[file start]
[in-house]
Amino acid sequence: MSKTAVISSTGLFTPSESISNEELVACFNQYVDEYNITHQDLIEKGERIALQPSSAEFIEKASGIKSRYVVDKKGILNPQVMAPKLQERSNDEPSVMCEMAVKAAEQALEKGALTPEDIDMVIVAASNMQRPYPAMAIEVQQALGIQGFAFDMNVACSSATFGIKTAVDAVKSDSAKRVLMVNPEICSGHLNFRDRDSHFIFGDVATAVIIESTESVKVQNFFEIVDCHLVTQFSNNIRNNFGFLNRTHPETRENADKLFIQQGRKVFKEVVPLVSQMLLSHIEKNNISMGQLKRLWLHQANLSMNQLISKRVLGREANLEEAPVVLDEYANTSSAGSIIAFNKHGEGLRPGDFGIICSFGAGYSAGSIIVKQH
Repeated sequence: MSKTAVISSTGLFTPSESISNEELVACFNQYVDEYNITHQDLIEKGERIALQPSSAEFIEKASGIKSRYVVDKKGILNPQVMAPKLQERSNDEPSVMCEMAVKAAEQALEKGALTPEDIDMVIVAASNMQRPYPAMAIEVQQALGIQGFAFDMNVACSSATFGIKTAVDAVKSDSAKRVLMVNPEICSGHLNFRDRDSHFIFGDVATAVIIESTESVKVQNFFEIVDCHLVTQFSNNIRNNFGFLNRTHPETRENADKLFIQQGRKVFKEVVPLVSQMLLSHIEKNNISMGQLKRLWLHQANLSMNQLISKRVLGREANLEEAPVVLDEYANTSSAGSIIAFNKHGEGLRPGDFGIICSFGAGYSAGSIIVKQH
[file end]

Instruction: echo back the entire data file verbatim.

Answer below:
[in-house]
Amino acid sequence: MSKTAVISSTGLFTPSESISNEELVACFNQYVDEYNITHQDLIEKGERIALQPSSAEFIEKASGIKSRYVVDKKGILNPQVMAPKLQERSNDEPSVMCEMAVKAAEQALEKGALTPEDIDMVIVAASNMQRPYPAMAIEVQQALGIQGFAFDMNVACSSATFGIKTAVDAVKSDSAKRVLMVNPEICSGHLNFRDRDSHFIFGDVATAVIIESTESVKVQNFFEIVDCHLVTQFSNNIRNNFGFLNRTHPETRENADKLFIQQGRKVFKEVVPLVSQMLLSHIEKNNISMGQLKRLWLHQANLSMNQLISKRVLGREANLEEAPVVLDEYANTSSAGSIIAFNKHGEGLRPGDFGIICSFGAGYSAGSIIVKQH
Repeated sequence: MSKTAVISSTGLFTPSESISNEELVACFNQYVDEYNITHQDLIEKGERIALQPSSAEFIEKASGIKSRYVVDKKGILNPQVMAPKLQERSNDEPSVMCEMAVKAAEQALEKGALTPEDIDMVIVAASNMQRPYPAMAIEVQQALGIQGFAFDMNVACSSATFGIKTAVDAVKSDSAKRVLMVNPEICSGHLNFRDRDSHFIFGDVATAVIIESTESVKVQNFFEIVDCHLVTQFSNNIRNNFGFLNRTHPETRENADKLFIQQGRKVFKEVVPLVSQMLLSHIEKNNISMGQLKRLWLHQANLSMNQLISKRVLGREANLEEAPVVLDEYANTSSAGSIIAFNKHGEGLRPGDFGIICSFGAGYSAGSIIVKQH